Warren’s Finance Director Walks Away from ‘No Big Donors’ Campaign 

Sen. Elizabeth Warren (D-MA) speaks at the National Press Club August 21, 2018 in Washington, DC. Warren spoke on ending corruption in the nation's capital during her remarks. (Photo by Win McNamee/Getty Images)
Win McNamee/Getty Images

An aide to Sen. Elizabeth Warren’s (D-MA) presidential campaign said the candidate’s top financial adviser is stepping down, allegedly because of the senator’s decision to reject money from wealthy donors.

Michael Pratt is reportedly still involved with Warren’s campaign as a consultant but will eventually leave, CNN reports.

The aide told CNN Sunday morning that Pratt was “still a consultant but winding things down and transitioning out since we made the decision not to have (Warren) do high dollar events.”

News of the departure came at the close of the first quarter fundraising deadline. In the coming days, a more complete picture of the Warren campaign’s fundraising efforts is expected to come into focus. Her team has so far not released any early fundraising numbers, raising speculation that she is lagging behind her competitors.

The New York Times reported Sunday that Pratt resigned after a Valentine’s Day meeting in Washington that eventually “grew heated,” in which Pratt “noted that campaigns often collapse when they run out of money and pleaded with her not to cut off a significant cash stream.”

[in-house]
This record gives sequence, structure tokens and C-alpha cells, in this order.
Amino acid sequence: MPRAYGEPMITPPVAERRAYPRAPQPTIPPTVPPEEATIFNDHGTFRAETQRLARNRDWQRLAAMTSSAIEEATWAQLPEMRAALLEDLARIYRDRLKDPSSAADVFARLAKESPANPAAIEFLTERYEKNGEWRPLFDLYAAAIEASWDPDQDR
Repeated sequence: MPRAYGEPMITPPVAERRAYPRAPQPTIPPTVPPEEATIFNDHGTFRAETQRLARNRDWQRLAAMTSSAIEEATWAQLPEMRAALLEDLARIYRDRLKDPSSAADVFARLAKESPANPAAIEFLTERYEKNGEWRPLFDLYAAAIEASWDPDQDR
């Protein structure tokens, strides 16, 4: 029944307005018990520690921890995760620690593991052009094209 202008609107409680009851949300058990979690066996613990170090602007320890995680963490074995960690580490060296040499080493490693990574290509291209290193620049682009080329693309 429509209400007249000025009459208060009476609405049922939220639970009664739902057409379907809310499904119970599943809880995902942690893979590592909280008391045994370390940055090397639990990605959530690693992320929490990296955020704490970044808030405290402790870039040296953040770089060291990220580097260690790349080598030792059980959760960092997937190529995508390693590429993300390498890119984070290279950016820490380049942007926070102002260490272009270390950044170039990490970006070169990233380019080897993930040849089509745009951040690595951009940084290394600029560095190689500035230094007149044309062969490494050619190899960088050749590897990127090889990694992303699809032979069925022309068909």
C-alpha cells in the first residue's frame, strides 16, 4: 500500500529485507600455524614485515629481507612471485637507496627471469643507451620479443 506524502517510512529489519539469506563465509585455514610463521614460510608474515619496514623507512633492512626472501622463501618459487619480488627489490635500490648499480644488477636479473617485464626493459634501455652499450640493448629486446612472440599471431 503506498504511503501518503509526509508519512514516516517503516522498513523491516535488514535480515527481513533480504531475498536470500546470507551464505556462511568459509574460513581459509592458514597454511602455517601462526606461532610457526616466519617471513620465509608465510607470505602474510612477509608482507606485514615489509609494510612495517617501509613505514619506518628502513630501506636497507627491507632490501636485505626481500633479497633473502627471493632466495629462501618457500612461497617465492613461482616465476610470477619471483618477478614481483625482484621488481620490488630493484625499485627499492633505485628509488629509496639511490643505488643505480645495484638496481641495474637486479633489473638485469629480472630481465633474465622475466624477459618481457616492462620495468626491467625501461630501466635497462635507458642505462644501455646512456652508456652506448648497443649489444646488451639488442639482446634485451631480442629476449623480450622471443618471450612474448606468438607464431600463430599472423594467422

“He pointed out that winning over wealthy fund-raisers across the country helped build networks that could translate into political support, not just checks,” the report in the Times said. “But Mr. Pratt lost the argument to two of Ms. Warren’s closest advisers, Dan Geldon and Joe Rospars, who made the case about standing apart from the field and freeing up her schedule.”

Warren has vowed not to allow wealthy donors to support her campaign in any way, including holding fundraising events or attending dinner or receptions with them.

CNN also cited a “senior” Warren aide in its report that said her decision “to skip high-dollar fundraisers and outreach was made with full recognition of the trade-offs.”

“The aide pointed to the unusually expansive territory Warren has been able to cover so far beyond a handful of early states — including a Southern campaign swing to Mississippi, Alabama, and Tennessee earlier this month, and a rally in Long Island City, New York — as well as her robust policy rollouts,” CNN reported.

Warren has responded directly to CNN about what the news outlet calls her “small-dollar grassroots-focused fundraising strategy.” 

“You know, in life, there are some people who have more money, there are some people who have less money,” Warren said. “But everybody should have an equal share of our democracy.”

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